No. 22 UCLA (8-3, 5-3) at No. 23 USC (9-3, 5-3) 8 p.m. ABC: USC leads the series 46-29-7 and has won 12 of the last 14 games. But the Bruins triumphed 38-28 last year, snapping a five-game losing streak. UCLA last beat USC in the Coliseum in 1997. A Trojans victory would give USC its second 10-win season in the past three years and its 25th overall. UCLA head coach Jim Mora’s parents attended USC. The Trojans are 6-1 under interim head coach Ed Orgeron, a semifinalist for national coach of the year. UCLA has given up 32 sacks this year, second most in the conference. USC has 33 sacks, fourth most in the conference. USC QB Cody Kessler has completed 73 percent of his passes in the last four games. USC RB Javorius Allen has 10 TDs and three 100-yard rushing performances in the last four games. UCLA QB Brett Hundley is second in the conference in passing efficiency. The Trojans are No. 2 in the Pac-12 in scoring defense (20.2 ppg) and No. 1 in total defense (336.6 ypg). UCLA OLB Anthony Barr is second in the Pac-12 with 17 tackles for a loss. His eight sacks are tied for third.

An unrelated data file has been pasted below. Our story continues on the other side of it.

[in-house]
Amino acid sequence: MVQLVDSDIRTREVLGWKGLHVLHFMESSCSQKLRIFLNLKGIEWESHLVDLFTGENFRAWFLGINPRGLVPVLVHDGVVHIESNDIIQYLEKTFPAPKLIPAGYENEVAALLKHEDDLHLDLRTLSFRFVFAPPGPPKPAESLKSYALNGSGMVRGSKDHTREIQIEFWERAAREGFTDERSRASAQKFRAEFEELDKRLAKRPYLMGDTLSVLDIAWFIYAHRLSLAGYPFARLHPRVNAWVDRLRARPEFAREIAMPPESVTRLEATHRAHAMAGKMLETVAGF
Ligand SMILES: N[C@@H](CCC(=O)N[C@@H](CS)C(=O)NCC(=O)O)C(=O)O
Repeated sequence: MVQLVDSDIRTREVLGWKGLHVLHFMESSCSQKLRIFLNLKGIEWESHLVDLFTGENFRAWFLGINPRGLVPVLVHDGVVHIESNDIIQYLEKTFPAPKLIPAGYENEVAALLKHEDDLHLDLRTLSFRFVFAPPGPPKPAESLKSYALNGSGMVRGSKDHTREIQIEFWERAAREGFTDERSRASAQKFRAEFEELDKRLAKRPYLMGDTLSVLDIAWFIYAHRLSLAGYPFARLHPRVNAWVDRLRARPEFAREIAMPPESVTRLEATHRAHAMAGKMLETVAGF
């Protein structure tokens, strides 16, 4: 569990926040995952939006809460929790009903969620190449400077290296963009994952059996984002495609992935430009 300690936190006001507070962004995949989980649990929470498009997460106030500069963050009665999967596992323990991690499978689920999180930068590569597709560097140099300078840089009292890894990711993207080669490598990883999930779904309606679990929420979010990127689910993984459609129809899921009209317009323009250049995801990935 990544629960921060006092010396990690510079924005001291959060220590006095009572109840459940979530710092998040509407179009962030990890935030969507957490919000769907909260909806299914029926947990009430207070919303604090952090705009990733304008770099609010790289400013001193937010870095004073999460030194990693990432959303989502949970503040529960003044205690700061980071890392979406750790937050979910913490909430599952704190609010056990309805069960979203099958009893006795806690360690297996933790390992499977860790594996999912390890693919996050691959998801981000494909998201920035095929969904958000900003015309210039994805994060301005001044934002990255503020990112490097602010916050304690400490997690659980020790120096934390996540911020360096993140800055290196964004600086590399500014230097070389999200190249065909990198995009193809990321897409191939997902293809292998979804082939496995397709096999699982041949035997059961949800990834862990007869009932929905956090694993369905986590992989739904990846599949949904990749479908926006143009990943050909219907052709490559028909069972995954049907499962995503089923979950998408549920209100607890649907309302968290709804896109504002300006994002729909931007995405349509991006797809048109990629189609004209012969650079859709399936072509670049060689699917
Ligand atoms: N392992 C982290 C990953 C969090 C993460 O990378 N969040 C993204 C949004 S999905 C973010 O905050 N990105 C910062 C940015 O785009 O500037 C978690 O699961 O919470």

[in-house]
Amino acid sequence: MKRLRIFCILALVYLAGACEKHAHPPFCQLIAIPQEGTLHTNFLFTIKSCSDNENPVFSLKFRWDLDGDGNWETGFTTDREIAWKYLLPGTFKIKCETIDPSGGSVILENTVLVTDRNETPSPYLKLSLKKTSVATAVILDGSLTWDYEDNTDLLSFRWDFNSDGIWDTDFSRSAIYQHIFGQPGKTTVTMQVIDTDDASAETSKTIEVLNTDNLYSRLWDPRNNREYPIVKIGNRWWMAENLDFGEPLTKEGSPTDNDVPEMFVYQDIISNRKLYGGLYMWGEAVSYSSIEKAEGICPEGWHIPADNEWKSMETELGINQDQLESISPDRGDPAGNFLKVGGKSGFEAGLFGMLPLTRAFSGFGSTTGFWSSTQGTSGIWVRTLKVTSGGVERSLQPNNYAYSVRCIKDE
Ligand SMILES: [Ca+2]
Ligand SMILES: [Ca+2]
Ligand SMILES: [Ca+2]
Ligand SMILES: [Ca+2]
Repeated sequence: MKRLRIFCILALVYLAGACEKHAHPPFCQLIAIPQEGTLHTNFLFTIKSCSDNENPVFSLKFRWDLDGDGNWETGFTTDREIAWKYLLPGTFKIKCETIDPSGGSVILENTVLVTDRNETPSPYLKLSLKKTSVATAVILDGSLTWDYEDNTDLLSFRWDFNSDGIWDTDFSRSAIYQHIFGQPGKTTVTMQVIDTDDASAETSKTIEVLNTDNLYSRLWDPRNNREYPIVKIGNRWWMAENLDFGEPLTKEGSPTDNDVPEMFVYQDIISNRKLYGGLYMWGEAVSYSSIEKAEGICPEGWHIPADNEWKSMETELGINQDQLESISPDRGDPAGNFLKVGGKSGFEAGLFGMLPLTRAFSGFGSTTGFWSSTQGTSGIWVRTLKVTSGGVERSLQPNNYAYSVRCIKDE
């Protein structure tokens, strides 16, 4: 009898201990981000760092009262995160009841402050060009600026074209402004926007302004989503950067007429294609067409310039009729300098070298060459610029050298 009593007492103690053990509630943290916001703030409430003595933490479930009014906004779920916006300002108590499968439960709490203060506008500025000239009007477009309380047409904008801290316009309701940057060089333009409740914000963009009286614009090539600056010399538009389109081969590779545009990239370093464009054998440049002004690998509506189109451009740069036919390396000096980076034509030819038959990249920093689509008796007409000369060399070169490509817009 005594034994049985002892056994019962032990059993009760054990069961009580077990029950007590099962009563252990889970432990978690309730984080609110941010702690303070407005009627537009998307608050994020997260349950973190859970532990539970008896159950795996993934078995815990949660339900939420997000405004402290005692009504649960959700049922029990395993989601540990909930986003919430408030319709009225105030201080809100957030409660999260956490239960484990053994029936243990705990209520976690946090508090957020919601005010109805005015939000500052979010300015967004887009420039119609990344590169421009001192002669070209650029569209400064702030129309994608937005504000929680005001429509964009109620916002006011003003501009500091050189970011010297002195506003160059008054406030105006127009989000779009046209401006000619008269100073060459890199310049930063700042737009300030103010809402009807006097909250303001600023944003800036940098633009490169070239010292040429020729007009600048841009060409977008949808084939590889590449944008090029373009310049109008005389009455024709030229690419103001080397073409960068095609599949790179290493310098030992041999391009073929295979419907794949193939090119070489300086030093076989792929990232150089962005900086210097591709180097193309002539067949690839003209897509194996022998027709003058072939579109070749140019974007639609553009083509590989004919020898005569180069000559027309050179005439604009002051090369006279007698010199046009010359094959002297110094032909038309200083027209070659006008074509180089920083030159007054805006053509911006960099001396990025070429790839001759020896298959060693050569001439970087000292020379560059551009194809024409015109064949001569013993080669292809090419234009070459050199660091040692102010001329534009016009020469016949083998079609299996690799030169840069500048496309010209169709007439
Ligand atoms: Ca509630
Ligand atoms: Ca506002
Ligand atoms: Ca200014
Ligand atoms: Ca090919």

Arizona (7-4, 4-4) at No. 12 Arizona State (9-2, 7-1) 9:30 p.m. Pac-12 Network: Arizona leads the series 47-38-1. The Sun Devils won in Tucson last season, 41-34, overcoming a 10-point fourth-quarter deficit. The visiting team has won eight of the last 13 matchups, including the last four. Seven of the last nine have been decided by a TD or less. The past four games have been decided by a total of 15 points. More than just bragging rights are on the line as a Sun Devils victory would force Stanford to come to Tempe for the Pac-12 title game on Dec. 7. Both teams are coming off big wins over high-ranked teams. ASU beat UCLA 38-33, which gave the Sun Devils the South division title, while Arizona took down No. 5 Oregon, 42-16. Arizona is yielding 21.6 points per game. Last year, the Wildcats gave up 35.6 points per game. Both teams are giving up 5.2 yards per play. The blitz-happy Sun Devils are second in the Pac-12 with 34 sacks. Arizona has surrendered just 14 sacks, second fewest in the conference.

Pac-12 Power Rankings: Week 13